- District 4’s Ken Wilson is a small business owner and engineer.
Pete Hanning of the 6th District is the former owner of Fremont’s Red Door and currently serves as Executive Director of the Fremont Chamber of Commerce. He has also worked with the Seattle Restaurant Alliance, the Washington Restaurant/Hospitality Association, and the Seattle He Nightlife & Music Association.
- District 6 John Lisbin founded and sold an advertising agency in Seattle. He also served on the board of the Seattle He Entrepreneur Network.
- Victoria Palmer of District 6 is an individual organizer.
- Olga Sagan of District 7 is the owner of Piroshki Piroshki Restaurant in Seattle.
Then there are the candidates I call “business adjacencies.” They’re in the business, they’ve run businesses before, they’re consultants. For example, people like Shea Wilson (District 7), an attorney who helps businesses form and buy and sell businesses. ChrisTiana Obeysumner (District 5) is a consultant for Epiphanies of Equity LLC. Maren Costa (District 1) is a startup advisor and has held leadership roles at several of the region’s leading technology companies (Microsoft, Adobe, Amazon). And Phil Tavel (District 1), who previously ran a business in Pioneer Square, describes himself as an entrepreneur, but he’s a lawyer by profession.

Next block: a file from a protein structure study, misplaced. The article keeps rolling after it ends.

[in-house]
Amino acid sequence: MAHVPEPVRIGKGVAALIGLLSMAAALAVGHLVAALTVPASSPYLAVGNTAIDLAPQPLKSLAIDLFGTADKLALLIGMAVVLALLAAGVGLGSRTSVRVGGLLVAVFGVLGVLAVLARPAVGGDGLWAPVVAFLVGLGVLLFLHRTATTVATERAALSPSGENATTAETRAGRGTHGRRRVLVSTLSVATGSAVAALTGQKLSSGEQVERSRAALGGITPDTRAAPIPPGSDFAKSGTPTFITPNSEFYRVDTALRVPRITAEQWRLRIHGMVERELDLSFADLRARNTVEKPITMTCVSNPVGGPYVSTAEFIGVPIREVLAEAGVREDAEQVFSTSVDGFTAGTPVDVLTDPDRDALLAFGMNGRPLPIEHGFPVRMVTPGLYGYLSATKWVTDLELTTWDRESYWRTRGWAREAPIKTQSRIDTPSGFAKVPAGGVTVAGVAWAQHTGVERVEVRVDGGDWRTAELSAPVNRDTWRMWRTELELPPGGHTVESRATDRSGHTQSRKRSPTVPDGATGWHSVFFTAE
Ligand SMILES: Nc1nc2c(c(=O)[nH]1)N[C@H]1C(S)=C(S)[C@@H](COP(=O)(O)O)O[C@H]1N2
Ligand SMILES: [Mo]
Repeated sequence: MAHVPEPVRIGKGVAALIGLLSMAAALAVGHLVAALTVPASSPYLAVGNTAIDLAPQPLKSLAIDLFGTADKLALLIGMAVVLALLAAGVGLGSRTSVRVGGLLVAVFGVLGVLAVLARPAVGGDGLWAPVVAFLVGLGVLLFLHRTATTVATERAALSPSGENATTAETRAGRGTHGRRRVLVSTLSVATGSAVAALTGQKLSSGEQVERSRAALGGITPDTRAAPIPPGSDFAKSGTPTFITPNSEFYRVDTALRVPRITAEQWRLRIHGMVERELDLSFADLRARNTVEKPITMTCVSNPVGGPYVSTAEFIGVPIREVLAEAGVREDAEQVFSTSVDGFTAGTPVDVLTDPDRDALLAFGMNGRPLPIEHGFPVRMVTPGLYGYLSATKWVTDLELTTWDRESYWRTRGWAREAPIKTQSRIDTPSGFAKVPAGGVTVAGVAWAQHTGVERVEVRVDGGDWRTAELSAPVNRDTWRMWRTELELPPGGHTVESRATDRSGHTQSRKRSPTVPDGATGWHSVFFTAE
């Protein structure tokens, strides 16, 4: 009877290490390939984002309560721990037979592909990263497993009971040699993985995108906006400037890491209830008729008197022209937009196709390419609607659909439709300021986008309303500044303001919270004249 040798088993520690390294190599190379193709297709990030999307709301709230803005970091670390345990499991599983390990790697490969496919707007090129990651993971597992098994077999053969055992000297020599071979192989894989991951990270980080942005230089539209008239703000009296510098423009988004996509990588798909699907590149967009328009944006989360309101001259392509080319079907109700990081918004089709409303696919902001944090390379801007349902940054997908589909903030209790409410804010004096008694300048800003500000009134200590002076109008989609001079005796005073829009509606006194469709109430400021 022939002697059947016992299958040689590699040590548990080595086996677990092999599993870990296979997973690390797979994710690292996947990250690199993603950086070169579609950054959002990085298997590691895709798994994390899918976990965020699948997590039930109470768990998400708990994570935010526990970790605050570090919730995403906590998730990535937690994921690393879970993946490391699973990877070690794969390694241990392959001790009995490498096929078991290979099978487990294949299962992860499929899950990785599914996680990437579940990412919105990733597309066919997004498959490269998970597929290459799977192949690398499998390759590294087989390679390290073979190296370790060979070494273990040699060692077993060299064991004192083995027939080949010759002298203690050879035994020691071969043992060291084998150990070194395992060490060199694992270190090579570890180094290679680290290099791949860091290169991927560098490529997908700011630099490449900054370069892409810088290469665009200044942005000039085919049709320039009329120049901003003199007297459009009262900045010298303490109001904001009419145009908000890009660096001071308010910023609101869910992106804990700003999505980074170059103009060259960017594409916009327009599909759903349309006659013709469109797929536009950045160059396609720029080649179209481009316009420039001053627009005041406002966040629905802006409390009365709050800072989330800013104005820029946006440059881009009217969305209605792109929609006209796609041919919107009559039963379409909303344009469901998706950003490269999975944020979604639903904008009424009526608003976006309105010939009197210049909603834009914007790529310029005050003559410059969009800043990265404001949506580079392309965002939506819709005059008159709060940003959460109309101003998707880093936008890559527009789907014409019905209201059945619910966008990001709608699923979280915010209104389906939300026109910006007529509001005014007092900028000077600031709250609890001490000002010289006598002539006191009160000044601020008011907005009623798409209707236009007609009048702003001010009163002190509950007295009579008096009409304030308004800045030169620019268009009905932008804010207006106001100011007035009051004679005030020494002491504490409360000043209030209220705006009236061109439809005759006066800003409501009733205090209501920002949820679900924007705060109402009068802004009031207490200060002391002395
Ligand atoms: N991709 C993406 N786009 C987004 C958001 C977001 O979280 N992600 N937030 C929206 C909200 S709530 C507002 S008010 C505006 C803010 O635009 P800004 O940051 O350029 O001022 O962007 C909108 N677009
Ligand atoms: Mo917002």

This adds up to 13 candidates, about 29% of the candidates.
Have you heard much about the Forward Party in other political news? This new third-party effort has lost its original local leader, but has also added some of Seattle’s music royalties to its ranks.
You may remember Andrew Yang as the Democratic nominee for the 2020 presidential primary. Since then, he’s launched a campaign to create a third party, mostly populated by people who don’t like the sensationalism, extremism, and general Sharks vs. Jets mentality of the two parties. His third option, suggested by him and various other organizers, is Forward Party.
They have been setting up state-level chapters in recent months. Washington has its own. Yang was in town for a Forward event this month. Scroll through the party’s recent social media posts to see a variety of locally signed volunteers and leaders.
One name familiar to Washington residents is Chris Vance, former King County Rep. and state legislator, and former state Republican Party chairman. He left the Republican Party and has since run unsuccessfully as an independent. Vance has been pushing for a more moderate third party in recent years.